Use this URL to cite or link to this record in EThOS: http://ethos.bl.uk/OrderDetails.do?uin=uk.bl.ethos.685276
Title: The epidemiology of chronic pelvic pain in women
Author: Ayorinde, Abimbola
ISNI:       0000 0004 5914 456X
Awarding Body: University of Aberdeen
Current Institution: University of Aberdeen
Date of Award: 2016
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Abstract:
Background: Epidemiological studies on chronic pelvic pain (CPP) mainly focused on women of reproductive age so it is not clear whether there is any evidence of a distinct epidemiology at older ages. Therefore, the primary aim of this study was to establish the epidemiological characteristics of CPP whilst including women beyond the reproductive age. Methods: A cross-sectional postal survey was conducted amongst 5300 randomly selected women aged ≥25 years resident in the Grampian region, UK. Factors associated with CPP, poor health state and passive/active coping strategies were assessed using logistic regression. To identify sub-groups of CPP cases, cluster analysis was performed using variables of pain severity, psychosocial factors and pain coping strategies. Results: Of 2088 participants, 309 reported CPP (prevalence 14.8%). Prevalence was higher among women of reproductive years compared to older women (20.5% v. 9.6%). CPP was significantly associated with having multiple non-pain somatic symptoms, having fatigue and depression. CPP was more strongly associated with multiple non-pain somatic symptoms among older women compared to women of reproductive age but no other factor was found to be differentially related to CPP in the post-reproductive years. Poor health states among CPP cases were not strongly associated with pain intensity and duration but associated with depression, sleep disturbance, fatigue and passive coping. Women with CPP often engage passive coping strategy which was strongly associated with severe and constant pain, fatigue and multiple somatic symptoms. Two distinct groups of CPP cases characterised by the absence/presence of psychosocial distress were identified. Conclusion: This study provides a more accurate prevalence estimate for CPP which will aid healthcare planning and resource allocation. The associations identified for CPP are similar to those often reported for chronic pain conditions suggesting that they may have similar underlying mechanism. This study offers a basis for additional comprehensive and prospective evaluation of CPP and could inform the development of CPP management strategies.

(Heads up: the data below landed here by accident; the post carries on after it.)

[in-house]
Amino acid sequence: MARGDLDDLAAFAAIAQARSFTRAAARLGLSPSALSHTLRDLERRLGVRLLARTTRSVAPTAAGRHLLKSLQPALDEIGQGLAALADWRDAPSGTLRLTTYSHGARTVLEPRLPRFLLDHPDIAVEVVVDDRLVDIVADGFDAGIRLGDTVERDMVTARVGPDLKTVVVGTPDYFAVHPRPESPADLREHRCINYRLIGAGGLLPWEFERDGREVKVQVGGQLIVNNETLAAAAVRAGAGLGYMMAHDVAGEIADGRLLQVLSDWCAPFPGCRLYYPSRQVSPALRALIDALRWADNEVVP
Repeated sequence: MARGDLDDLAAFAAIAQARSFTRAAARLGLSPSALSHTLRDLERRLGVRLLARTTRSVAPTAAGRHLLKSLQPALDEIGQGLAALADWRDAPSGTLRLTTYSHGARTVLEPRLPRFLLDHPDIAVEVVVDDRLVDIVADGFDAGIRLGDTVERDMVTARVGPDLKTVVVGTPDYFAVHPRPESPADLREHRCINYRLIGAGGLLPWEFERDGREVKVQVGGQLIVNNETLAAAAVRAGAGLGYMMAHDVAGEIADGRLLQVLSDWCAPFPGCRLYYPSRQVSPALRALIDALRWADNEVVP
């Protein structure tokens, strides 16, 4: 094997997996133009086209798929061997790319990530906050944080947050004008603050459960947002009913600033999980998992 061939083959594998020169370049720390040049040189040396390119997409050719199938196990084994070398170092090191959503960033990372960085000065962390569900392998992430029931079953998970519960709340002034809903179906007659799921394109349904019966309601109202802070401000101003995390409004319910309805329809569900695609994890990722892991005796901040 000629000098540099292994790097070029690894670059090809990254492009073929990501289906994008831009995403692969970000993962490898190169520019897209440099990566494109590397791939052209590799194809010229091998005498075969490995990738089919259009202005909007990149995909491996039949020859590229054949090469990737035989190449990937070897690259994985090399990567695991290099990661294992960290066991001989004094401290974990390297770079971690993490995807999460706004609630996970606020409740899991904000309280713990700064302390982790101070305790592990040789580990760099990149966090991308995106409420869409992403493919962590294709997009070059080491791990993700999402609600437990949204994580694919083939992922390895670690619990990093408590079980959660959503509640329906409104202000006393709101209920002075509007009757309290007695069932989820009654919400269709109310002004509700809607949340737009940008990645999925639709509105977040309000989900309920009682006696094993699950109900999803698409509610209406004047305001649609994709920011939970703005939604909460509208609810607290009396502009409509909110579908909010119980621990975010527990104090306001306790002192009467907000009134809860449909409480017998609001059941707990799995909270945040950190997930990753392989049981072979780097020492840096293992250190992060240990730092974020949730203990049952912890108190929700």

Supervisor: Not available Sponsor: Medical Research Council ; British Pain Society ; NHS Grampian
Qualification Name: Thesis (Ph.D.) Qualification Level: Doctoral
EThOS ID: uk.bl.ethos.685276  DOI: Not available
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